We now see how appropriate it was that just these two should be the heavenly messengers to wait upon the Son of man on this occasion. The one represented the law, the other the prophets. "The law and the prophets were until John;" but both are now merged in the gospel of Jesus, Who is all and in all. Moses and Elijah have long had audience of the people of God; 239 but behold a greater than Moses or Elijah is here, and they must withdraw; and accordingly, when the Voice is silent and the cloud has cleared away, Jesus is left alone. No one remains to divide His authority, and none to share His sorrow. He must tread the winepress alone. Moses and Elijah return to the world of spirits—Jesus, God's beloved Son, to the world of men. And all His human sympathies were fresh and quick as ever; for, finding His three disciples fallen on their faces for fear, He came and touched them, saying, "Arise, and be not afraid." They no doubt thought their Lord had laid aside His human body, and left them all alone upon the mountain; but with His human hand He touched them, and with His human voice He called them as of old, and with His human heart He welcomed them again. Reassured, they lifted up their eyes, and saw their Lord—the man Christ Jesus as before—and no one else. All is over; and as the world is unprepared for it, the vision is sealed until the Son of man be risen from the dead.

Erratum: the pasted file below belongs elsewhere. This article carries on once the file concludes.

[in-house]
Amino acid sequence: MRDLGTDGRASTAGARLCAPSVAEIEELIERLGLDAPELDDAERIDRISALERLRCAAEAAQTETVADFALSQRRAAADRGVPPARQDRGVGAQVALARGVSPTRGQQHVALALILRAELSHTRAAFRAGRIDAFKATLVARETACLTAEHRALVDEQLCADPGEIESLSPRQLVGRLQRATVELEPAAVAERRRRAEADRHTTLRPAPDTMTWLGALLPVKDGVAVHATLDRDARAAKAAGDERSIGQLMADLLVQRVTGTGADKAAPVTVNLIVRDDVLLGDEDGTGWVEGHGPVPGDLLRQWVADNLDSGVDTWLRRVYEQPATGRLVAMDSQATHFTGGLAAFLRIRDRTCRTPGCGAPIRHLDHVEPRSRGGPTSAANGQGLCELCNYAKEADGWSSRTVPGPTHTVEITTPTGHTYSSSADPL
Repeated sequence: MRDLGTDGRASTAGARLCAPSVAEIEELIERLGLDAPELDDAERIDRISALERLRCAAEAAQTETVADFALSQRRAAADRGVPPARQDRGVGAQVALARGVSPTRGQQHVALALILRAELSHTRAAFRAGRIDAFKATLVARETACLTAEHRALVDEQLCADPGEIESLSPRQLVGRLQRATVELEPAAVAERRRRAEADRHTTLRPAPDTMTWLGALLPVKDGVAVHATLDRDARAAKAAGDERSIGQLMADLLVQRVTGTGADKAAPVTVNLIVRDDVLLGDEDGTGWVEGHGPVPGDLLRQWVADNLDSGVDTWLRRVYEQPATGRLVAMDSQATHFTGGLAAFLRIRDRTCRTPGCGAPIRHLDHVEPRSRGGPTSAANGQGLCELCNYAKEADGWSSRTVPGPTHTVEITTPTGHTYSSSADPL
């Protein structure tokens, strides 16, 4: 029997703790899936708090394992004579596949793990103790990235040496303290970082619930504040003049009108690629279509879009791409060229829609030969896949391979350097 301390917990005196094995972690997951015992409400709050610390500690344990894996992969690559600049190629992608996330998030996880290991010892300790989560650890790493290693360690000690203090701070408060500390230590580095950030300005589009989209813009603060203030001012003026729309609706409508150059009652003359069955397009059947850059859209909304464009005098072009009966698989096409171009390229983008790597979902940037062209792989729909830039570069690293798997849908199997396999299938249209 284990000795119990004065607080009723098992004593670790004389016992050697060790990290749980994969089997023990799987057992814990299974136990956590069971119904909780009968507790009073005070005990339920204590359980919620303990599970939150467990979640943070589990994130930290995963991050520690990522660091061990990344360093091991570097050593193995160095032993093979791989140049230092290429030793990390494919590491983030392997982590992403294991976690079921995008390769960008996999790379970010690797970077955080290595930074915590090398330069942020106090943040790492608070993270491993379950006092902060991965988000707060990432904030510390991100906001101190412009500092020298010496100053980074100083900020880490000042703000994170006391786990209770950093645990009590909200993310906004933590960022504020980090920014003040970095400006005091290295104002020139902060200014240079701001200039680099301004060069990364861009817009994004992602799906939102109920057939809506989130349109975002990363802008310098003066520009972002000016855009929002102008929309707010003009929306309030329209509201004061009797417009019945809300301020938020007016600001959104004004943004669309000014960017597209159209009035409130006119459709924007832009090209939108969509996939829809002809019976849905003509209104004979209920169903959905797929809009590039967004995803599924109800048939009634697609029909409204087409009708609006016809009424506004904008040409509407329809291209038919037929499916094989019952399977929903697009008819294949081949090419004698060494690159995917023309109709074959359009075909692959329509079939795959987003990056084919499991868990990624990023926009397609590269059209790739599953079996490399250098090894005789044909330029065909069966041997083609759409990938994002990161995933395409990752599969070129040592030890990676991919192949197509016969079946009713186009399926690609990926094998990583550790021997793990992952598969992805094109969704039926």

Why were their lips sealed? The more we think of it, the more we shall see the wisdom of this seal of secrecy, even from the other nine; for had they been prepared to receive the revelation, they would have been privileged to witness it. The transfiguration was no mere wonder; it was no sign granted to incredulity: it was one of those sacred experiences for rare spirits in rare hours, which nature itself forbids men to parade, or even so much as mention, unless constrained to it by duty.